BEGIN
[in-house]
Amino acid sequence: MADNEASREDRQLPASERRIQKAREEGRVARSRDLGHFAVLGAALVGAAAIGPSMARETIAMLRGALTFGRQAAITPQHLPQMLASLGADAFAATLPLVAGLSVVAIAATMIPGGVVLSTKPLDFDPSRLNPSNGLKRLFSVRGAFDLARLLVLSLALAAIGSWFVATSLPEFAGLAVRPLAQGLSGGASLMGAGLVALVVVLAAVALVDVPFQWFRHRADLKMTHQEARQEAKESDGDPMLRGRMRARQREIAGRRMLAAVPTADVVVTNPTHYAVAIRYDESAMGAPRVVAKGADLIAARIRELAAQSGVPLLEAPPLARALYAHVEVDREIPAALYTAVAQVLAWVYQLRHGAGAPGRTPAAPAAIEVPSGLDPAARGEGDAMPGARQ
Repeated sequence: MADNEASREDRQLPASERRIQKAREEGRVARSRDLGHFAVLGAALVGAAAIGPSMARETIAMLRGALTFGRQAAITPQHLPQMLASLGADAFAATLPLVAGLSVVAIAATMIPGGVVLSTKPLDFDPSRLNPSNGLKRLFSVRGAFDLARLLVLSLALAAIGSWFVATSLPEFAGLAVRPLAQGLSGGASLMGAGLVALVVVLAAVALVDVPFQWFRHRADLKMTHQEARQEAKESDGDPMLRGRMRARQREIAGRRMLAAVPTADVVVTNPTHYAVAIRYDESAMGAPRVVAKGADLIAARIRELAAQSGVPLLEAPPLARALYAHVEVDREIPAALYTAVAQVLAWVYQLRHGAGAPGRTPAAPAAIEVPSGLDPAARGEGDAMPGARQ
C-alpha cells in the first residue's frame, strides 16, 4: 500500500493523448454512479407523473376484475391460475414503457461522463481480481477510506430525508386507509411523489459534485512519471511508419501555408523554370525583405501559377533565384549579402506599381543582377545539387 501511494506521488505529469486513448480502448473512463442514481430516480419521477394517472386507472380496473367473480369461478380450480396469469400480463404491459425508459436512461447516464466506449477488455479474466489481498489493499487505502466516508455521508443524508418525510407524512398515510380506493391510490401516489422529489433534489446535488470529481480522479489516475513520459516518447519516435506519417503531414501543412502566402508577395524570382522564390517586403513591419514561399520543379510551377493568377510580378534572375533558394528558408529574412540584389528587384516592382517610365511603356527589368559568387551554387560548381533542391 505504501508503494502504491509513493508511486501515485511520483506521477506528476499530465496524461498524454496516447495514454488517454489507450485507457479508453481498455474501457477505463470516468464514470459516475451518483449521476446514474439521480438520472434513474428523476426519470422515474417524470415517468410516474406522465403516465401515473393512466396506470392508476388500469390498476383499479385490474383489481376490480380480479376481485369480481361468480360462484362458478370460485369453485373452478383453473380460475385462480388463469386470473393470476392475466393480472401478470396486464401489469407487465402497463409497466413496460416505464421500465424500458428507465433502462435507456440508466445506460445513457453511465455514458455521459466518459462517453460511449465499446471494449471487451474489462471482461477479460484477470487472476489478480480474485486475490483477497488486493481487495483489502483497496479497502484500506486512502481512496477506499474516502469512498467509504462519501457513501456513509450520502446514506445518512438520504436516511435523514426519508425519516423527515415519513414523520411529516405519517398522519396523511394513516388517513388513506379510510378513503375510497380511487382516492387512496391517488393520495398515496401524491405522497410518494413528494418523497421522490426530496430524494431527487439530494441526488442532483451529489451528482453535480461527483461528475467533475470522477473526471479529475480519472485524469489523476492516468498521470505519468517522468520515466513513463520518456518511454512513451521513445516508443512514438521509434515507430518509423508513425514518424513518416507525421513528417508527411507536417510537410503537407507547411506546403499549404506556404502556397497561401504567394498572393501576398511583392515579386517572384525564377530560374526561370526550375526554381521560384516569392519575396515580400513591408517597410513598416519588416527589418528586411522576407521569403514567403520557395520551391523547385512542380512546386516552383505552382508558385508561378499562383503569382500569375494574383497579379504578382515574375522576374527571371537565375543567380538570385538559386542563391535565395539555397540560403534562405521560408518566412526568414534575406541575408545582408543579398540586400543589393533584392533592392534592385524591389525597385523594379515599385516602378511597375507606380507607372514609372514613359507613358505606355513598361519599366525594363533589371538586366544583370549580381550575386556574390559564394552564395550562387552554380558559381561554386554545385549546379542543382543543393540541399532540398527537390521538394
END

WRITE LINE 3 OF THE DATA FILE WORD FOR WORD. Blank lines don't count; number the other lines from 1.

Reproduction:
Repeated sequence: MADNEASREDRQLPASERRIQKAREEGRVARSRDLGHFAVLGAALVGAAAIGPSMARETIAMLRGALTFGRQAAITPQHLPQMLASLGADAFAATLPLVAGLSVVAIAATMIPGGVVLSTKPLDFDPSRLNPSNGLKRLFSVRGAFDLARLLVLSLALAAIGSWFVATSLPEFAGLAVRPLAQGLSGGASLMGAGLVALVVVLAAVALVDVPFQWFRHRADLKMTHQEARQEAKESDGDPMLRGRMRARQREIAGRRMLAAVPTADVVVTNPTHYAVAIRYDESAMGAPRVVAKGADLIAARIRELAAQSGVPLLEAPPLARALYAHVEVDREIPAALYTAVAQVLAWVYQLRHGAGAPGRTPAAPAAIEVPSGLDPAARGEGDAMPGARQ